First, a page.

November/December 2011 Issue
Mental Health Assessment — A Medical Perspective
Social workers who evaluate and treat mental health conditions most often see clients with primary psychiatric disorders, or mental disorders that are not demonstrably caused by one or more clearly verifiable medical conditions.
For the purposes of this discussion, the term “medical condition” is defined broadly to include the physiological effects of medical diseases, substances, and neurodevelopmental disorders on the onset/timing, persistence, and/or worsening of various mental health complaints/symptoms.
Medical conditions can sometimes constitute a sufficient cause for a person’s mental health difficulties, especially when the client is from one of the following high-risk groups:
• indigent clients, including uninsured people with limited access to medical care and clients who engage in medically risky behavior;
• individuals with family and personal medical histories associated with the development of mental health complaints/symptoms;
• people with severe and persistent mental illness;
• clients with dual diagnosis;
• individuals recently started on one or more medications; and
• people who are habitually noncompliant with medical advice.
Misdiagnosing a medical condition as a primary psychiatric disorder can delay appropriate medical care and lead to serious negative health outcomes. This error in clinical judgment may increase the risk of ethics complaints and malpractice suits on the basis of negligent diagnosis (Shapiro & Smith, 2011). Social workers and other nonmedically trained mental health clinicians, including mental health counselors and psychologists, may be especially vulnerable to this type of error in diagnostic decision making (Rothbard et al, 2009).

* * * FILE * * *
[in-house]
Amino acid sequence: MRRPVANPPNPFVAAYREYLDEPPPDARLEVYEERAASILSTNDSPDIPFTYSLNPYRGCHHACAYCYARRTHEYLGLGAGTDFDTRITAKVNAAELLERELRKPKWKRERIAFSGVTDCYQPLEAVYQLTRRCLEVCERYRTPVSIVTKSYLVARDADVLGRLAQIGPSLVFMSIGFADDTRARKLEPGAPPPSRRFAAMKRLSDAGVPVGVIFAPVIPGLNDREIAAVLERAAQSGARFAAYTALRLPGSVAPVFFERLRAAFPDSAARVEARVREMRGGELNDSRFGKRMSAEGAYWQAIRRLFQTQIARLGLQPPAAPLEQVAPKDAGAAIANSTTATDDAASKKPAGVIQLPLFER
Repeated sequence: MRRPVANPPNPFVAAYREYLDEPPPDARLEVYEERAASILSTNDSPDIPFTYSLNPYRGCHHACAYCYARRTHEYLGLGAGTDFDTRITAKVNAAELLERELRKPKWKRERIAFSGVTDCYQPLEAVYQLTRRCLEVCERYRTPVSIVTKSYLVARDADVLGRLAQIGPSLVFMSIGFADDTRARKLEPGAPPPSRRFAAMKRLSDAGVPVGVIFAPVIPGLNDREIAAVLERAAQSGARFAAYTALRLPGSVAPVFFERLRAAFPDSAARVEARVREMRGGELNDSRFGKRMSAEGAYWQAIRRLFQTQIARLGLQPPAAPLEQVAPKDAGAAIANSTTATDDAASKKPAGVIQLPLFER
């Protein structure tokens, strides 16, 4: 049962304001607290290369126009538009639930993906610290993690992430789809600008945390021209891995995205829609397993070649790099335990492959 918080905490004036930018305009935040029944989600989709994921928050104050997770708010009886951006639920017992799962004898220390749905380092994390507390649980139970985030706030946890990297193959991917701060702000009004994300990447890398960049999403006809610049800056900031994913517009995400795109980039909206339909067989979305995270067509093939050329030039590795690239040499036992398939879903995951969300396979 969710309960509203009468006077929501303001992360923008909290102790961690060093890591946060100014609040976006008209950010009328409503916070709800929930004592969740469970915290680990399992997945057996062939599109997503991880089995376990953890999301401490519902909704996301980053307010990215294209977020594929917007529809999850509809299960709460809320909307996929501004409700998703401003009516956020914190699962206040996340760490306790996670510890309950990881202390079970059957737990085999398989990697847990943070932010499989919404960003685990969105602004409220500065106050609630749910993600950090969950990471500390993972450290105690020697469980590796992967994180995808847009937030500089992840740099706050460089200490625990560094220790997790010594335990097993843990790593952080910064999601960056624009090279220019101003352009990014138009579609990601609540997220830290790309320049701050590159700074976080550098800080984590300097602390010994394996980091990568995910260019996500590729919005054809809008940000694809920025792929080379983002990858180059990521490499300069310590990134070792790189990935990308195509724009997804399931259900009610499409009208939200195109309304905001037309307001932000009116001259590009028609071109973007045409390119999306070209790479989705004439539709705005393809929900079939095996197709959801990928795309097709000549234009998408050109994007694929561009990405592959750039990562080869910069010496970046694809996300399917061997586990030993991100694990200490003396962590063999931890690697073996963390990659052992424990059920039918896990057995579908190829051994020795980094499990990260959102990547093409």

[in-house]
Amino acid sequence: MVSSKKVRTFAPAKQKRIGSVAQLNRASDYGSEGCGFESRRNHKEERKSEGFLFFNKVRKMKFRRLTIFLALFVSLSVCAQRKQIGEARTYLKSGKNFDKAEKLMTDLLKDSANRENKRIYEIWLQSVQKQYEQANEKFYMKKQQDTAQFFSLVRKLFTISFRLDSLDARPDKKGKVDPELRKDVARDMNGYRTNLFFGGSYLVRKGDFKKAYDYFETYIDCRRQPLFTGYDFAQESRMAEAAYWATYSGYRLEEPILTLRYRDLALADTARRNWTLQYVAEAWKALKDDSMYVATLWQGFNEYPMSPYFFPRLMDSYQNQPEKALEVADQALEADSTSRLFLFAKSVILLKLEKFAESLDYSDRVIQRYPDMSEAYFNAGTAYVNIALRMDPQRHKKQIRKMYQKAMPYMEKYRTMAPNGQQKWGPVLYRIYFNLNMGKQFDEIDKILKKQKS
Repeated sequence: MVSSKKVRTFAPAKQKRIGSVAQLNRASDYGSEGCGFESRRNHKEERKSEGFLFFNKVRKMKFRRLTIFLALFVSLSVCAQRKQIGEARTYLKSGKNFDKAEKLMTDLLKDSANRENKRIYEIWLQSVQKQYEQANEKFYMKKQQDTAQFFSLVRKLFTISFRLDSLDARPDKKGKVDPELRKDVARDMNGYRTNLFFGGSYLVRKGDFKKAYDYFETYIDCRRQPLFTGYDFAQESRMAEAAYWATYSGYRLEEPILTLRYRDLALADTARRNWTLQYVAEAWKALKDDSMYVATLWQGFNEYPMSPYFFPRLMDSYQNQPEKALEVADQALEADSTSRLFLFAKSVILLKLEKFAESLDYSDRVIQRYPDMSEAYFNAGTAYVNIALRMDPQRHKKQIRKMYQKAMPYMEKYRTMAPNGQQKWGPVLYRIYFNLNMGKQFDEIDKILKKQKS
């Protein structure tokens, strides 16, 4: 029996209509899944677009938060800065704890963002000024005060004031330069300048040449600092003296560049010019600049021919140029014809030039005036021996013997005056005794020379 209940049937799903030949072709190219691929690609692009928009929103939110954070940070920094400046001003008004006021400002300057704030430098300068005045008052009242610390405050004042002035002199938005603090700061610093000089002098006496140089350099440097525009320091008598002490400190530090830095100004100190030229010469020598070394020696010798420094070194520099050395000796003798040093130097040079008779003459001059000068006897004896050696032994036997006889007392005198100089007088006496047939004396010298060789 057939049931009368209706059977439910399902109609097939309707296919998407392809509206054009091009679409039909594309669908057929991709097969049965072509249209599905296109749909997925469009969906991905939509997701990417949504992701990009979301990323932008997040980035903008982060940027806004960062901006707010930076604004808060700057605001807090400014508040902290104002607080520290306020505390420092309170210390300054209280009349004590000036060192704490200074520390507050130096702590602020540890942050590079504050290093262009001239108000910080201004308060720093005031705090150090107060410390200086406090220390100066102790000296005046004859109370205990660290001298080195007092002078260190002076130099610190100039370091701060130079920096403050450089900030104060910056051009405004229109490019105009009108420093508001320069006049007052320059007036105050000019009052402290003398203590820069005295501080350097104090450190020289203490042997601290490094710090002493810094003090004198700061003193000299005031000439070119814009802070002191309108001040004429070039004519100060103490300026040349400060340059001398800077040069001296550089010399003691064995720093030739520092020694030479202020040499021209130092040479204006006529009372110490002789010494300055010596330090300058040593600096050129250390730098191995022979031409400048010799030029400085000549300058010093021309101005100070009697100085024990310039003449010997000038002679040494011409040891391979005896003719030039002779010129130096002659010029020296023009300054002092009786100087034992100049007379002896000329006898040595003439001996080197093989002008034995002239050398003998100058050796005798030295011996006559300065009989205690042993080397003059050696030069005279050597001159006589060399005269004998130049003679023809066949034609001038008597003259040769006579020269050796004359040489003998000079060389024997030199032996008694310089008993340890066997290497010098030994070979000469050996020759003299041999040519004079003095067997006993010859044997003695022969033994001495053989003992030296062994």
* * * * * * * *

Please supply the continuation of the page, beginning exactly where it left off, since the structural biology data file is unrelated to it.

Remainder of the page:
It can be difficult to reliably identify clients who have a medical (nonpsychiatric) contribution to their mental health complaints/symptoms because primary psychiatric disorder and medical conditions can co-occur and sometimes involve overlapping symptomatology. This is particularly true in elders, where a broad range of medical conditions can present with apathy, irritability, fatigue, cognitive dysfunction, pain, and other somatic complaints (Pollak & Miller, 2011).
Victims of longstanding domestic violence may report problems with attention/concentration, thinking, and/or daily memory. These can be easily attributable to the emotionally traumatic impact of years of psychological and physical mistreatment. However, such complaints/symptoms may also reflect the effects of subtle cognitive change referable to repeated whiplash and/or minor head trauma. In addition, posttraumatic stress, based only on exposure to psychological stressors, has been linked to organic cerebral change resulting in neurocognitive symptoms (Sapolsky, 2000).
Certain aspects of the history that are generally considered red flags for explanation in psychodynamic, psychosocial, and/or sociocultural terms can be misleading and obscure potential medical contribution. These include histories involving disrupted attachments, neglect, mistreatment, prejudice/social ostracism, and recent stressful life experiences. Therefore, this aspect of clinical assessment can be a significant “trip wire” for social workers and other nonphysician mental health clinicians, leading to erroneous diagnosis and inappropriate intervention. Errors in clinical judgment, in this context, can reflect the effect of diagnostic overshadowing where the familiarity and salience of a particular clinical perspective impedes the ability to appreciate a complementary or alternative explanation for the client’s difficulties (Quintero & Flick, 2010).
The following is a list of commonly occurring findings obtained as part of the mental health history-taking process. While these findings are customarily (and often correctly) understood in nonmedical terms, they can, in some cases, reflect the influence of one or more medical conditions.